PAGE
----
With a large 7.44"x9.69" page size, this edition is printed on heavyweight bright white paper with a fully laminated cover featuring an original full color design. Page headers and modern design and page layout reflecting traditional publishing values, together with a detailed author biography discusiing the life of Dickens and the enduring literary significance of his work exemplify the attention to detail given this high quality volume.
With well over 200 million copies sold and opening and closing lines that are among the most familiar in all of literature, A Tale of Two Cities (1859) is one of the best known and most widely-read books in all of literary fiction.
Set against the backdrop of the French Revolution, the novel depicts the suffering of the French peasantry at the hands of the aristocracy and the subsequent abuses and brutality of the revolutionaries. Dickens, ever the social critic, manages to draw parallels to English society, and especially the stratified society of London, while creating his hallmark complex characters and compelling story. It has been remarked that Sydney Carton, a dissolute and disillusioned London barrister, is nonetheless the only protagonist in any of Dickens' major works who is, in the classical sense, heroic. While following several characters, the central plot revolves around Carton, Charles Darnay, a virtuous French aristocrat who falls prey to the wide-ranging and unreasoning fury of the Revolution, and Darnay's wife.
Born in Portsmouth England on February 7, 1812, Charles Dickens enjoyed a comfortable childhood until his father lost his post at the Navy Pay Office and ultimately landed in debtors' prison. Charles embarked upon an horrific stint pasting labels on jars of bootblack in a rat-infested slum while living in an attic. Teaching himself shorthand, he would later find work as a newspaper reporter and writer, covering the courts. These experiences, with his almost photographic memory, provided him with material for the colorful characters and vivid depictions of life in England which characterized his work for decades.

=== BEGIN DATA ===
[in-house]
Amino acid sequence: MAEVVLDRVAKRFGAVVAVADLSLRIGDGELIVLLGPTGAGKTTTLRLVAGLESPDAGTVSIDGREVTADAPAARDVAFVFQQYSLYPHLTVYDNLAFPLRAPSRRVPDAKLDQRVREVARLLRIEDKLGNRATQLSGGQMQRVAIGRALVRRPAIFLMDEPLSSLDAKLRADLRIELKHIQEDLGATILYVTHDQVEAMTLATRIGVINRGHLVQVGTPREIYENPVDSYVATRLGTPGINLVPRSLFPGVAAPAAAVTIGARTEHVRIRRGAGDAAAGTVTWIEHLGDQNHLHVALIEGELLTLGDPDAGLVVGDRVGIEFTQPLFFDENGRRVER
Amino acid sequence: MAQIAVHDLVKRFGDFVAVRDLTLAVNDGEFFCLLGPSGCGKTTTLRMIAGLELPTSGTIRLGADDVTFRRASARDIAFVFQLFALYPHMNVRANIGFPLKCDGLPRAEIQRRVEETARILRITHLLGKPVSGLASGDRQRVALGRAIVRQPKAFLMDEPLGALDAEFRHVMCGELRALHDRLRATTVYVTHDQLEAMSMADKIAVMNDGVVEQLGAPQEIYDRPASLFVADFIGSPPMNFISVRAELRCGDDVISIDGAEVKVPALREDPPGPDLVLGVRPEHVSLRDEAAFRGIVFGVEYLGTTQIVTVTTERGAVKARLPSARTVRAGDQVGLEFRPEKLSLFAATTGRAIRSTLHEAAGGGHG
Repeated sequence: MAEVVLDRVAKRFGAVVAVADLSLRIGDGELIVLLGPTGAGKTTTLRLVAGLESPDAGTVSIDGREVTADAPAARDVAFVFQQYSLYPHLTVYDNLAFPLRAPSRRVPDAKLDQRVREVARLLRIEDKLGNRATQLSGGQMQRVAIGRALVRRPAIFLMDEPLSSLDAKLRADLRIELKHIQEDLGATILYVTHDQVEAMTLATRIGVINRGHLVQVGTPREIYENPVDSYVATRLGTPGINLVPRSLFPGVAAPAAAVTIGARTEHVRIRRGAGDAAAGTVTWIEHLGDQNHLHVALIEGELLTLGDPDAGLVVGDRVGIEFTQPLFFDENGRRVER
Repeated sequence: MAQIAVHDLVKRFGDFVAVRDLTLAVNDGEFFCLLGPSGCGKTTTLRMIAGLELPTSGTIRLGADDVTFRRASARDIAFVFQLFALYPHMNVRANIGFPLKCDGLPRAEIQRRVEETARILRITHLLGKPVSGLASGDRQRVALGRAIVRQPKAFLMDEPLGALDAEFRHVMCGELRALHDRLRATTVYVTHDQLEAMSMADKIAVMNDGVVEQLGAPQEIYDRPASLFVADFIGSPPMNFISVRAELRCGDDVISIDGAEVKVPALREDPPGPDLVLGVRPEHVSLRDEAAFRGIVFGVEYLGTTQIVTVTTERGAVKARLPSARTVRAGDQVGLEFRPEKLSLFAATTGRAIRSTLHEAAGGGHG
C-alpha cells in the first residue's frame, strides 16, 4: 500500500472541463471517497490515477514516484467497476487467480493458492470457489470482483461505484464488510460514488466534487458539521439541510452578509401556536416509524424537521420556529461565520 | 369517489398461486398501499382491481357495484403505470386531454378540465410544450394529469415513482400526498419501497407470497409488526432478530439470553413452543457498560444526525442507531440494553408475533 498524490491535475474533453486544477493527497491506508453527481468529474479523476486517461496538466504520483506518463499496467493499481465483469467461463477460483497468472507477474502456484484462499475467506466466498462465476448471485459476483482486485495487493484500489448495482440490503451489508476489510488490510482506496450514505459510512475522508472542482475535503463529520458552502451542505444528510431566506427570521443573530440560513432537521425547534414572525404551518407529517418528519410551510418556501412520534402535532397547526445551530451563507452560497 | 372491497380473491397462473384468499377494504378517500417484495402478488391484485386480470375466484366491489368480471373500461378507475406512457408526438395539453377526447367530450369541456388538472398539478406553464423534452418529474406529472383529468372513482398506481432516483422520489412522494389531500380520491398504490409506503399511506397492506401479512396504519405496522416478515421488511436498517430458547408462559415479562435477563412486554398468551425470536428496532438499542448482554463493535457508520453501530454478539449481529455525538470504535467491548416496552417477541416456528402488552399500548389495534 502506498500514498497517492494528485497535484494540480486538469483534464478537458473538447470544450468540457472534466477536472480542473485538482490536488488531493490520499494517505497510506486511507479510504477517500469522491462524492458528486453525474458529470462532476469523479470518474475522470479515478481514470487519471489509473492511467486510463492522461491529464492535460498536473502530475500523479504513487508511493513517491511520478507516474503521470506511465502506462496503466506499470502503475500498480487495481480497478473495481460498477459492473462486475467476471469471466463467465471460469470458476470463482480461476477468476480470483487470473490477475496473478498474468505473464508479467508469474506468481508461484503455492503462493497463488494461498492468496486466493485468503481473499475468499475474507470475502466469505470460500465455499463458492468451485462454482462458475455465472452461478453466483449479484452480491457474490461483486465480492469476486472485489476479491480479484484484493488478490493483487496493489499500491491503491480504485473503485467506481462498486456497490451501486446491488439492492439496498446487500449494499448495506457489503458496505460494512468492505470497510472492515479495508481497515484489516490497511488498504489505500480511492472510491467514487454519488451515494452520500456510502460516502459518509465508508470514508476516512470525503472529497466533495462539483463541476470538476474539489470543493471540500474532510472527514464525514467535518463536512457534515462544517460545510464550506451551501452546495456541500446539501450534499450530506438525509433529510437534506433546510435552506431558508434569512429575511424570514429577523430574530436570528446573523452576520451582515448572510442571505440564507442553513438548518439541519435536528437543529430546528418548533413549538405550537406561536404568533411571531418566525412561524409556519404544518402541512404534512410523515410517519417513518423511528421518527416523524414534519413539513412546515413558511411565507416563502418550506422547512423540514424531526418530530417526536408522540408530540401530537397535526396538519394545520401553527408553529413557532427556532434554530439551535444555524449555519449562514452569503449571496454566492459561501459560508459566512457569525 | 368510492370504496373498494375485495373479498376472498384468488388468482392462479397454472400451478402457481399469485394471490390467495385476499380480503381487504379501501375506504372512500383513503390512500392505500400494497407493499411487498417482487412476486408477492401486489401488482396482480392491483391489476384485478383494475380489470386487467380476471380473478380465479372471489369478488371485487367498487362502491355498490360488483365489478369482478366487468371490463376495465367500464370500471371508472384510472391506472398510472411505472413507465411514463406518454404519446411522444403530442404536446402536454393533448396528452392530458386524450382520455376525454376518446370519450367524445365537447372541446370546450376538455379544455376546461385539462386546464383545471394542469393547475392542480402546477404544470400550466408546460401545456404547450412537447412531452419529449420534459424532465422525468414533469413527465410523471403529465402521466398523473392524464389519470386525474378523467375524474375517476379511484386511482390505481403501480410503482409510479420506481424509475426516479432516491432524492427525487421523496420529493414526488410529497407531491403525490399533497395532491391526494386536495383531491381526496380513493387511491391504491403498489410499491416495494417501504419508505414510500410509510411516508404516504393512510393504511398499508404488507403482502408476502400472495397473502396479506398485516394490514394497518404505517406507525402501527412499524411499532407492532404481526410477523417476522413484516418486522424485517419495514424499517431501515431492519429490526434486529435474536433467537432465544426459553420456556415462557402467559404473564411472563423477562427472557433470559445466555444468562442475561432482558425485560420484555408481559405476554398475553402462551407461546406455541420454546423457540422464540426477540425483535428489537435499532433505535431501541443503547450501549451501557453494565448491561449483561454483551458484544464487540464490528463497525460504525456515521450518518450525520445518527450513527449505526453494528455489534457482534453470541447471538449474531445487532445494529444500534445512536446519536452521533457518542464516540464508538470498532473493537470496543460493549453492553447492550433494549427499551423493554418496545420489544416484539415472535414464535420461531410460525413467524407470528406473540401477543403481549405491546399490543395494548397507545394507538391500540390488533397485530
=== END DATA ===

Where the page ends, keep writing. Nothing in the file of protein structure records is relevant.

The publication of The Pickwick Papers in serial form in 1836 brought Dickens success. Within a few years he became an international literary celebrity. Ultimately he would become the foremost novelist of the Victorian era and one of the most widely read writers in history. His books have never gone out of print, have been turned into films and plays, and are still widely read today.
Along with compelling storylines and unforgettable characters, Dickens' stories served as vehicles for social commentary, often harshly critical of class stratification and public institutions. In particular, and contrary to prevailing views, Dickens championed the poor, whom he saw as wretched not because of their own weaknesses and moral failures but because of their helplessness before society's attitudes and institutions. And yet Dickens managed throughout to maintain a humorous element, and satire and caricature fill the pages of his works.
Dickens died on June 9, 1870, following a stroke. Given the body of work he left behind, it is striking to note that Charles Dickens was just 58 years old at his death.
About the Author
Charles Dickens (1812-1870) is probably the greatest novelist England has ever produced, the author of such well-known classics as A Christmas Carol, Great Expectations, David Copperfield and Oliver Twist. His innate comic genius and shrewd depictions of Victorian life — along with his indelible characters — have made his books beloved by readers the world over.
Date of Birth:February 7, 1812
Date of Death:June 18, 1870
Place of Birth:Portsmouth, England
Place of Death:Gad's Hill, Kent, England
Education:Home-schooling; attended Dame School at Chatham briefly and Wellington